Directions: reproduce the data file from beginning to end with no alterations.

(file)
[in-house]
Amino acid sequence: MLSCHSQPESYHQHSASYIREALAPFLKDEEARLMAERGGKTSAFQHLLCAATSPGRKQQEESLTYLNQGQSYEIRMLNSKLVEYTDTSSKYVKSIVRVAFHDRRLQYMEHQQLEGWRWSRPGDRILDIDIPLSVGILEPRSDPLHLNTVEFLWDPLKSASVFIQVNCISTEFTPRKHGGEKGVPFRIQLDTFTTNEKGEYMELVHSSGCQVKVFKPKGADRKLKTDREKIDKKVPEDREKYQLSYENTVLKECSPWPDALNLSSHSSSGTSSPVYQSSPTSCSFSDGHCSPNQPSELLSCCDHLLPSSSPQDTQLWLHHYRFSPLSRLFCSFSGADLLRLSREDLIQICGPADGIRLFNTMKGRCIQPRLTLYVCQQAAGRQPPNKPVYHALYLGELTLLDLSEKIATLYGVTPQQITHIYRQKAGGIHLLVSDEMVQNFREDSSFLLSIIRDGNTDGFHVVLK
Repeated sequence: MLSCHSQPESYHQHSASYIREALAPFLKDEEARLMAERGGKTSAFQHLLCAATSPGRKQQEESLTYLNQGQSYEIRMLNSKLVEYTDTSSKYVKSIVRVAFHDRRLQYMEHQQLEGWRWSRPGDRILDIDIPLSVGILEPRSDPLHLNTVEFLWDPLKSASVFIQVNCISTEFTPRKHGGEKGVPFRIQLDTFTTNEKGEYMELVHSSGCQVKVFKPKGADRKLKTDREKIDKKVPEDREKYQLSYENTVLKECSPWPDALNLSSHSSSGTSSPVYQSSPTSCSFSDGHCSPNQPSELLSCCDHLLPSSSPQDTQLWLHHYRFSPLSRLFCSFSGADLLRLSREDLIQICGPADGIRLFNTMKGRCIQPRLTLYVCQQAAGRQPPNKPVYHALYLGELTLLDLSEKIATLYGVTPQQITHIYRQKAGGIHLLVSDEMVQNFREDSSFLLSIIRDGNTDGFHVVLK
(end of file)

[in-house]
Amino acid sequence: MLSCHSQPESYHQHSASYIREALAPFLKDEEARLMAERGGKTSAFQHLLCAATSPGRKQQEESLTYLNQGQSYEIRMLNSKLVEYTDTSSKYVKSIVRVAFHDRRLQYMEHQQLEGWRWSRPGDRILDIDIPLSVGILEPRSDPLHLNTVEFLWDPLKSASVFIQVNCISTEFTPRKHGGEKGVPFRIQLDTFTTNEKGEYMELVHSSGCQVKVFKPKGADRKLKTDREKIDKKVPEDREKYQLSYENTVLKECSPWPDALNLSSHSSSGTSSPVYQSSPTSCSFSDGHCSPNQPSELLSCCDHLLPSSSPQDTQLWLHHYRFSPLSRLFCSFSGADLLRLSREDLIQICGPADGIRLFNTMKGRCIQPRLTLYVCQQAAGRQPPNKPVYHALYLGELTLLDLSEKIATLYGVTPQQITHIYRQKAGGIHLLVSDEMVQNFREDSSFLLSIIRDGNTDGFHVVLK
Repeated sequence: MLSCHSQPESYHQHSASYIREALAPFLKDEEARLMAERGGKTSAFQHLLCAATSPGRKQQEESLTYLNQGQSYEIRMLNSKLVEYTDTSSKYVKSIVRVAFHDRRLQYMEHQQLEGWRWSRPGDRILDIDIPLSVGILEPRSDPLHLNTVEFLWDPLKSASVFIQVNCISTEFTPRKHGGEKGVPFRIQLDTFTTNEKGEYMELVHSSGCQVKVFKPKGADRKLKTDREKIDKKVPEDREKYQLSYENTVLKECSPWPDALNLSSHSSSGTSSPVYQSSPTSCSFSDGHCSPNQPSELLSCCDHLLPSSSPQDTQLWLHHYRFSPLSRLFCSFSGADLLRLSREDLIQICGPADGIRLFNTMKGRCIQPRLTLYVCQQAAGRQPPNKPVYHALYLGELTLLDLSEKIATLYGVTPQQITHIYRQKAGGIHLLVSDEMVQNFREDSSFLLSIIRDGNTDGFHVVLK